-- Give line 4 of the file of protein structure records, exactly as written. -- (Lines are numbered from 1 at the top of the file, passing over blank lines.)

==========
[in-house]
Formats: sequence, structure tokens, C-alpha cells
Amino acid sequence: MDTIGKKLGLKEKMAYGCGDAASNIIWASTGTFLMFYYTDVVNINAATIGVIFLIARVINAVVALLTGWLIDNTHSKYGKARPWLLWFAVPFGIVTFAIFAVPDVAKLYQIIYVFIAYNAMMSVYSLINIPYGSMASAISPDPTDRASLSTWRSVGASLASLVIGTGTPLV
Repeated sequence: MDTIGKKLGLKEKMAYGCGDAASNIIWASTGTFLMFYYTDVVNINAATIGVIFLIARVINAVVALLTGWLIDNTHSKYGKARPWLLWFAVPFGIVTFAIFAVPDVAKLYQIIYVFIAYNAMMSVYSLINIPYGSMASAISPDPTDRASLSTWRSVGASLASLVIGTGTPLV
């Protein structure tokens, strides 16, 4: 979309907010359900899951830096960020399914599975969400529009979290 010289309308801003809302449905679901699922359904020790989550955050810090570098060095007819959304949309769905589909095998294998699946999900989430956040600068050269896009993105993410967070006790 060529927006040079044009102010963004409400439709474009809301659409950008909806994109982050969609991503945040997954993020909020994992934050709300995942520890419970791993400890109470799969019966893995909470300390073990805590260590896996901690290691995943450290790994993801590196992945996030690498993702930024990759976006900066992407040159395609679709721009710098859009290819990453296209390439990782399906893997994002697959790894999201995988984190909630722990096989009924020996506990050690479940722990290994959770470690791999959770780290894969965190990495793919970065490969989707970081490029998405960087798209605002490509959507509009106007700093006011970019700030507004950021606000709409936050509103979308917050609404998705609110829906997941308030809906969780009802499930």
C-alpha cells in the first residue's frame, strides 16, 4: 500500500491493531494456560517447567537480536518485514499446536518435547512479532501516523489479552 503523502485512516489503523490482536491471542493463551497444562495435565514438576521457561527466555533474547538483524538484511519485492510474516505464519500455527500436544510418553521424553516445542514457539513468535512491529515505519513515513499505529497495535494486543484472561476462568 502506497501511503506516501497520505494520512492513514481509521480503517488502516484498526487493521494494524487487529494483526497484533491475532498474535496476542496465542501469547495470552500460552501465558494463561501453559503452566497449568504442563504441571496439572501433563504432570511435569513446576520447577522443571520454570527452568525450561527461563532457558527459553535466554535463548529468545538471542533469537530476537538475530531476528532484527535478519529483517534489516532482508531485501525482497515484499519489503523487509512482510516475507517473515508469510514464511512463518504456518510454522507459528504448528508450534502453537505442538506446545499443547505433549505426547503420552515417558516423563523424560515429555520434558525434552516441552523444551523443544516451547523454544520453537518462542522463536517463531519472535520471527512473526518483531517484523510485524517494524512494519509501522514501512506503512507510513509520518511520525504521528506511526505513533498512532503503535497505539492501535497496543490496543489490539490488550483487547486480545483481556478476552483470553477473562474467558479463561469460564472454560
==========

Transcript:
Repeated sequence: MDTIGKKLGLKEKMAYGCGDAASNIIWASTGTFLMFYYTDVVNINAATIGVIFLIARVINAVVALLTGWLIDNTHSKYGKARPWLLWFAVPFGIVTFAIFAVPDVAKLYQIIYVFIAYNAMMSVYSLINIPYGSMASAISPDPTDRASLSTWRSVGASLASLVIGTGTPLV